Q: I love the noises and accents that Ed Helms incorporates into his character. Are these scripted or does he come up with them himself? | NotABadDay
Aaron: In this case he was improvising, but the writers pay close attention to what he does. We then put it in the next script and look like geniuses.
Q: How are Steve Carell’s elbows and knees doing with all that army crawling he did? Can I just say, he had wonderful technique. That’s what she said. | Tiffany
Aaron: He really tore them up! He was offered knee and elbow pads, but he turned them down for at least the first two takes. I can’t believe how hard he was working as he crawled around that room. I wish we could have run it real-time to fully convey the energy he was expending (without any break in the action.) The man is a comedy ninja.
Q: Who did the voice of the “Prince Paper” guy on the answering machine? | kelseroo
Aaron: The same actors who did such a good job in the Prince Paper episode: Dan Desmond and Emily Rae Argenti.
Q: Michael asked Pam how to make letter head with his own logo over the Dunder Mifflin logo. I find it strange that a guy who would know how to edit a commercial in Local Ad (and a good one at that) wouldn’t know how to do something as simple as editing a pdf. What’s the reason behind changing Michael’s levels of competency and intelligence throughout each episode? | Meredith
Aaron: Well, I think people have varying degrees of technical savvy. For instance, I can’t figure out how to delete your question.
Q: Was there a big discussion about who would replace Pam as receptionist or did all the writers unaimously pick Kevin? I think Kelly would be funnier, but hey I’m not a sitcom writer. | Jackie
Aaron: I wrote that whole tag the night before I handed the script in. I just wanted Charles to make some rookie mistakes despite all his poise, and the idea of Kevin answering phones cracked me up. But Kelly would have been great too.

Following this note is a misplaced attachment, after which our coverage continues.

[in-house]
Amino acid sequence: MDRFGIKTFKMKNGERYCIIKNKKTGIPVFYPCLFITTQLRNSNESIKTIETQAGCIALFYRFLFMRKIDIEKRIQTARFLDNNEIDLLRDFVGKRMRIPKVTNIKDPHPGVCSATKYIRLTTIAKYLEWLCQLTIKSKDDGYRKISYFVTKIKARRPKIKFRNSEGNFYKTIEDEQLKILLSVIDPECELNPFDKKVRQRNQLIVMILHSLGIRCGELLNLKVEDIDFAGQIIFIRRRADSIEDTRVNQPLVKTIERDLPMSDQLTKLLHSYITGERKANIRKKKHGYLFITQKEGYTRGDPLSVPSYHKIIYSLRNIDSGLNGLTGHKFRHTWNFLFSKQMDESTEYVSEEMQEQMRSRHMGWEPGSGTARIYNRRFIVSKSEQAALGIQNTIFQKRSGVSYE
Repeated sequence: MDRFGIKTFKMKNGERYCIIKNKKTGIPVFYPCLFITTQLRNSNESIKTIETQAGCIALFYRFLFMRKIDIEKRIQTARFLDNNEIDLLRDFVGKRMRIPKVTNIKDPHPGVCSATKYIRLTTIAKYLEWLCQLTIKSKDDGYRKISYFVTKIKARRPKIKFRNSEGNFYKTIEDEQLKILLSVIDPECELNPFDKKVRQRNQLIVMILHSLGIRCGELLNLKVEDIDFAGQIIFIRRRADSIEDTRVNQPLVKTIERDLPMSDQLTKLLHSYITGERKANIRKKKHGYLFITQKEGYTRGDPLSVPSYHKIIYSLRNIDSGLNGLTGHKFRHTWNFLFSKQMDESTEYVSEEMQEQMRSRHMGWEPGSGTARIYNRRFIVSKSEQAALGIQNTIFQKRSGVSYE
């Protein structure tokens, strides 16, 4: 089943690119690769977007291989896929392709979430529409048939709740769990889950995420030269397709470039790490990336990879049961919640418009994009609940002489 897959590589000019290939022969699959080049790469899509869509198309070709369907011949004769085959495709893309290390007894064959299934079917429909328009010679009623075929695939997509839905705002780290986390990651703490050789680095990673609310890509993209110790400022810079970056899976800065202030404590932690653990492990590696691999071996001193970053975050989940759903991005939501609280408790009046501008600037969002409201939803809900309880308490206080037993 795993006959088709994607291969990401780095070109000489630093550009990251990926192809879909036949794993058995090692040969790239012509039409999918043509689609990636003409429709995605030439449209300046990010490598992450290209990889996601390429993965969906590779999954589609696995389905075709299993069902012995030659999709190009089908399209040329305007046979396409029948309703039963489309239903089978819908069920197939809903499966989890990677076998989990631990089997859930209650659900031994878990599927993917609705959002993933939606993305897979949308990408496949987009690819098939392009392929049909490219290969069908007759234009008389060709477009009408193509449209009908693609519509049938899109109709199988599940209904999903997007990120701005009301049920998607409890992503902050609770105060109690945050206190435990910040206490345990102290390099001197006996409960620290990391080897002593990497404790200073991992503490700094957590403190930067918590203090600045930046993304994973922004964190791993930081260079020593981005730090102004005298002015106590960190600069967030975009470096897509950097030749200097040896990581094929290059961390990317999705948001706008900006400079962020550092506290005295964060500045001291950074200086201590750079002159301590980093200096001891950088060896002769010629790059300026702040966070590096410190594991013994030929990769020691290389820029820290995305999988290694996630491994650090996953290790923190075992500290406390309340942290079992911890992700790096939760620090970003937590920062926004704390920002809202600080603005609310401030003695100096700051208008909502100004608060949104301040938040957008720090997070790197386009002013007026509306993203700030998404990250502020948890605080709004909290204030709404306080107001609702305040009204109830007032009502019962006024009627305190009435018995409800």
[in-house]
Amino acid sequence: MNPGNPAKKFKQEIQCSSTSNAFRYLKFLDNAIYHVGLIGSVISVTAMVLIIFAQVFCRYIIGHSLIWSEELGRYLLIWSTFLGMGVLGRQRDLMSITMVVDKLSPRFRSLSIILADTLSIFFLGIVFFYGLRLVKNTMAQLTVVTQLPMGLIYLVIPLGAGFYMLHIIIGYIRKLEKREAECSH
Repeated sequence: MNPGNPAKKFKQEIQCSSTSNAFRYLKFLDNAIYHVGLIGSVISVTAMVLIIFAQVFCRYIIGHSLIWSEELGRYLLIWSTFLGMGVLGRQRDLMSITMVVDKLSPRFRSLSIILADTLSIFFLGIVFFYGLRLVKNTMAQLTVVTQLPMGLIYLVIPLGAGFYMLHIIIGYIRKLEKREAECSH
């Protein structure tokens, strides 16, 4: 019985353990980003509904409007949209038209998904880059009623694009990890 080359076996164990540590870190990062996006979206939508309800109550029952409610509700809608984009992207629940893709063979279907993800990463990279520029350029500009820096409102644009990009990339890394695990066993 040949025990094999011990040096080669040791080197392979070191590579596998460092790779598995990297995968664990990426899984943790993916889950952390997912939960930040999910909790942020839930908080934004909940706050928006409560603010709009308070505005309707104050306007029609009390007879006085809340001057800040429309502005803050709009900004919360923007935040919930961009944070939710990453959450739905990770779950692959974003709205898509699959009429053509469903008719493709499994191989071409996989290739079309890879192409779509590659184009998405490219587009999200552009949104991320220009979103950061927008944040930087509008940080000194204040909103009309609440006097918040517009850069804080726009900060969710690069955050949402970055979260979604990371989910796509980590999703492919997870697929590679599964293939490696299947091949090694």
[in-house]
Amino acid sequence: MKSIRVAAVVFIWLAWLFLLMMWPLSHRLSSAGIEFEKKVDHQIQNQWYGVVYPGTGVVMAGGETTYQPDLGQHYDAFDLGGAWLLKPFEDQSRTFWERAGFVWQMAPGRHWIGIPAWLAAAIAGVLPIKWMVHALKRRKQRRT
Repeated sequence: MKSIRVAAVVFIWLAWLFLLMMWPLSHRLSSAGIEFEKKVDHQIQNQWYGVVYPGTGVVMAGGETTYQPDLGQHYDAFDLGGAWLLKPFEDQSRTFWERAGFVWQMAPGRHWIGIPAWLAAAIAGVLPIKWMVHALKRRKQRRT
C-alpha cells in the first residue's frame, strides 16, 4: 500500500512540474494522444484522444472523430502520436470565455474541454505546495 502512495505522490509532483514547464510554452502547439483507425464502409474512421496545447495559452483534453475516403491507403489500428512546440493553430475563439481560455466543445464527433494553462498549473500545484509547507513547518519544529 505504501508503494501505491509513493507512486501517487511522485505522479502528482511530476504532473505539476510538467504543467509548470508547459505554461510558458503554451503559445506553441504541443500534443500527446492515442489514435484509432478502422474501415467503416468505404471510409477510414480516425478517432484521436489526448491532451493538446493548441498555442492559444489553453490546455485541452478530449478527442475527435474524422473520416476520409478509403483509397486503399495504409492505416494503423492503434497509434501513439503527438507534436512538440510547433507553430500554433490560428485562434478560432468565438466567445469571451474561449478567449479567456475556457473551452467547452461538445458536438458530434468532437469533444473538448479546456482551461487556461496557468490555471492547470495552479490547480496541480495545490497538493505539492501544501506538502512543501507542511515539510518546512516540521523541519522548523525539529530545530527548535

Q: You used to write on Everybody Loves Raymond, right? Are there any similarities to writing on The Office compared to writing on Everybody Loves Raymond? Any differences? | Cait_in_Cville
Aaron: I’ve been learning to keep more things in my head while on The Office — more story lines per episode, more complex arcs per season, more characters and more scenes that end up being deleted.
But both shows require similar amounts of care and attention to character, and, on both, finding the story proves more challenging than finding the funny. Also both staffs have deep respect for the audience. I can’t believe how lucky I am to have written for shows like these.
Q: I thought this was one of the most well written Office episodes. Is this your first episode and if so, will you be writing more? | Danny Scarn
Aaron: I also wrote “Baby Shower,” which I’m very proud of, but I think I’ve been learning a lot from the writers and the actors, all of whom have been very welcoming.
Q: What’s the proper ratio of Scotch to Splenda? Has anyone in the writer’s room sampled the beverage? And is there a name for said concoction other than “a Scotch-’n’-Splenda”? | Eric
Aaron: I feel terribly remiss in my research. I’ll try it when I get home tonight. I think you can’t have too much Splenda. As for the name, I’m open to suggestions, but I would pitch: “Splotch.”
Check out more Q&As in the Episode Q&A Archive. Essential reading for every Office super fan!